In the world of options trading, the investor is given constant information about what is happening in the options market. Two of those pieces of information are Options Volume and Open Interest.
Options Volume represents all of the transactions made during a trading session updated in real-time.
Open Interest represents the number of open contracts at the start of each trading session and is updated once per day prior to the market opening.
How Is Option Volume Calculated?
Option Volume is different from stock volume in some fundamental ways. When you’re investing in stocks, volume represents shares trading hands. Typically trading volumes in stocks are far smaller in scale than the total shares available in a stock.
Options volume, on the other hand, can very often exceed the total contracts outstanding represented by Open Interest.
Options Volume is calculated in real-time after every transaction. This information is typically reported within the options chain and will be updated as frequently as your particular brokerage and account provides.
Every transaction is counted.
If you buy to open 10 calls, volume increases by 10 during the trading session.
If you then sell these calls to a second investor, volume increases by 10.
If this second investor closes these 10 calls, volume increases by 10.
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How Is Open Interest Calculated?
Open Interest is calculated the same way for options trading as it is for futures trading. This information is also reported within the options chain, however it is updated once daily prior to the market opening and will not change over the course of a trading session.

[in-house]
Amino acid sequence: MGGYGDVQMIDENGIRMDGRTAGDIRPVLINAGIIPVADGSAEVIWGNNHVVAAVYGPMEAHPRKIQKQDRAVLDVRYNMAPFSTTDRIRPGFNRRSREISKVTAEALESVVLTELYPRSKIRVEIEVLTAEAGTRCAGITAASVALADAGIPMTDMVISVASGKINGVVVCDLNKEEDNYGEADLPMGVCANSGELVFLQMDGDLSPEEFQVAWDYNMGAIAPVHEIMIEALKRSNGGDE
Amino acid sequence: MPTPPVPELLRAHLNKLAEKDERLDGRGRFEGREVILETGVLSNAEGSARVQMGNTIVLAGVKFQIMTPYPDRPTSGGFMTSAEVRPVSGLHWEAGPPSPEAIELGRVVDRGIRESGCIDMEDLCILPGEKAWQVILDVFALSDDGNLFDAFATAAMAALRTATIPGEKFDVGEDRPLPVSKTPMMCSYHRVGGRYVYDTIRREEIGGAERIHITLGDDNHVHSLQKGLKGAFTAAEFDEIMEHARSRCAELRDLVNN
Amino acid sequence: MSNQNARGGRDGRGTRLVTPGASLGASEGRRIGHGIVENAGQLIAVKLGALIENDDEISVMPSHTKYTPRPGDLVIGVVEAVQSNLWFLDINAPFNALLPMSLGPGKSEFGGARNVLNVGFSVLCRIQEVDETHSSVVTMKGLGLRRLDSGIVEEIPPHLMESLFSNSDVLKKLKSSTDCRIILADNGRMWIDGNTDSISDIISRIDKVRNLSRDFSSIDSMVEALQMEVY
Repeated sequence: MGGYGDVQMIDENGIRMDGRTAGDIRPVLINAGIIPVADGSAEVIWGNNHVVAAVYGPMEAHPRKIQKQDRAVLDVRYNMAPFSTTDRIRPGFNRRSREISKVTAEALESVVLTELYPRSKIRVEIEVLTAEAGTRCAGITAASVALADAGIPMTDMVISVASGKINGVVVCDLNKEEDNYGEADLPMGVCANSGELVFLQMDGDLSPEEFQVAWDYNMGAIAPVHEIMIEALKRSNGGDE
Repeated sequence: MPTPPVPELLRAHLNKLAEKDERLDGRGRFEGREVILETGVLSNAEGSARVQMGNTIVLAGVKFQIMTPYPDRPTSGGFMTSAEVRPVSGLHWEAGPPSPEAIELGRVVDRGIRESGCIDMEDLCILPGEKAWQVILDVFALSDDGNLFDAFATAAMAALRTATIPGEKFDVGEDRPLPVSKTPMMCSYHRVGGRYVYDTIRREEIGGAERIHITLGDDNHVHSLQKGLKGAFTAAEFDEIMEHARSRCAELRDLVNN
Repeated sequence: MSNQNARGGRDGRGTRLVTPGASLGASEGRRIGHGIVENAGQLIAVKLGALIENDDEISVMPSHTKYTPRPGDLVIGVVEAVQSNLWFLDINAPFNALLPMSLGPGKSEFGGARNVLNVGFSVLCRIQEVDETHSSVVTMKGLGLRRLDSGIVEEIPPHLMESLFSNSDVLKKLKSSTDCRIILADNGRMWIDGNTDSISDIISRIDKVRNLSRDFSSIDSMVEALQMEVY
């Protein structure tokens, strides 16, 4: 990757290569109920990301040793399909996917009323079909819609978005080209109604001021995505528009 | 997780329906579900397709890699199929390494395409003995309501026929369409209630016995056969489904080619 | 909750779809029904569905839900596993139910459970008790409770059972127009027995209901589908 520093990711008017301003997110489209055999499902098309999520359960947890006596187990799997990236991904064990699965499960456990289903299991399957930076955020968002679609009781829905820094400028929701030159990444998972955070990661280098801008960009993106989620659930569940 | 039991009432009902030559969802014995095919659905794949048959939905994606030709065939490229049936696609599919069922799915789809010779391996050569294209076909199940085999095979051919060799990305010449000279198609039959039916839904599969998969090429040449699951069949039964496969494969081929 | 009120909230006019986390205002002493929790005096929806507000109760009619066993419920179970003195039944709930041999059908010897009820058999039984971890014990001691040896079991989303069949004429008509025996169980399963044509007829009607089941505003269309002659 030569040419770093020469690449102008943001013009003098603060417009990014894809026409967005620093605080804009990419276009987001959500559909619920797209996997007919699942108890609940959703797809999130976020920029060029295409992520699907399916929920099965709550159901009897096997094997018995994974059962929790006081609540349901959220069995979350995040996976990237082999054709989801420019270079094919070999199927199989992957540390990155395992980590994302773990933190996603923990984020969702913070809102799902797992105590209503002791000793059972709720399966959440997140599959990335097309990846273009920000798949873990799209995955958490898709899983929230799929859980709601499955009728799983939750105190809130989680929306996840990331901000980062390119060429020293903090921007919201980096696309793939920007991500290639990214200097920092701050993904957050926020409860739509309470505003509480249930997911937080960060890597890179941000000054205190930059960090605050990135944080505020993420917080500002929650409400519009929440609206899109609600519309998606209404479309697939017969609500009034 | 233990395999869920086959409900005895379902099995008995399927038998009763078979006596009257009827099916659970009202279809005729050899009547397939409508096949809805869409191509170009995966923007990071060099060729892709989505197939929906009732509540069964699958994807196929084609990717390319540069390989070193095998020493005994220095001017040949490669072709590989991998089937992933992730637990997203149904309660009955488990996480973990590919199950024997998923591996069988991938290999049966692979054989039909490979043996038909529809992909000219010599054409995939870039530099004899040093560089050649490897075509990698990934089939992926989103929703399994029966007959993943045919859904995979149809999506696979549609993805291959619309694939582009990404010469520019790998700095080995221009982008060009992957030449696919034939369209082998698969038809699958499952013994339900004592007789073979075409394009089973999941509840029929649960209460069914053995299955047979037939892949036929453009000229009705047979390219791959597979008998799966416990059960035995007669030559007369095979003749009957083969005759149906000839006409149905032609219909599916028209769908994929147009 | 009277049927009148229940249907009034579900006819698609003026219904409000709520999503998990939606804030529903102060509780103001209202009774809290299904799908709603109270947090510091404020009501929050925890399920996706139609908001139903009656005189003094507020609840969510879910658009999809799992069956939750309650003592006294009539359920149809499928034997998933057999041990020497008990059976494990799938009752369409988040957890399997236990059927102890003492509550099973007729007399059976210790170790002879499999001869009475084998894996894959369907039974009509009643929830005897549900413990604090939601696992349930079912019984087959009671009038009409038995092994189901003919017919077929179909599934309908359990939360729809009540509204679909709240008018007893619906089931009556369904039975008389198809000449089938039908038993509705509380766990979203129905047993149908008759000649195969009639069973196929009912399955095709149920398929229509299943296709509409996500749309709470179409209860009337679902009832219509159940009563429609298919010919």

Open interest represents all contracts that remain open and nets out trades from the previous session that offset.
Therefore using the same trades from above:
If you buy to open 10 calls, open interest does not change during the trading session.
If you then sell these calls to a second investor, open interest does not change.
If this second investor then closes these 10 calls, open interest does not change.
However, at the end of the session the Options Clearing Corporation (OCC) nets out any offsetting trades and reports simply the remaining open contracts.
In this example, since the options were opened and closed on the same day, and despite having changed hands, the net effect on Open Interest is zero.
What Do Option Volume and Open Interest Indicate About Options?
As far as assessing what these two data points indicate, it depends on whether you consider yourself a “fundamental” trader or a “technical” trader.
• Traders who use fundamental analysis believe in analyzing company and market data to determine what is happening in the markets. They look at corporate metrics such as profits, operating margins, debt ratios, etc, as well as some limited market data.
• Technical traders primarily focus on market data and use it to predict market sentiment and price movements.
Fundamental traders look at the Open Interest as an indicator of liquidity in the market. And if you dig into the typical options chain, you’ll see that higher Open Interest corresponds to lower bid-ask spreads.
These two factors taken together, result in more rapid order filling and increase the likelihood of better, i.e., more competitive, pricing.
The fundamental trader looks at Options Volume as a first indication of cash flows in and out of the option. However, these cash flows won’t be confirmed until the end of the day when a comparison between Open Interest changes from the previous day will confirm this analysis.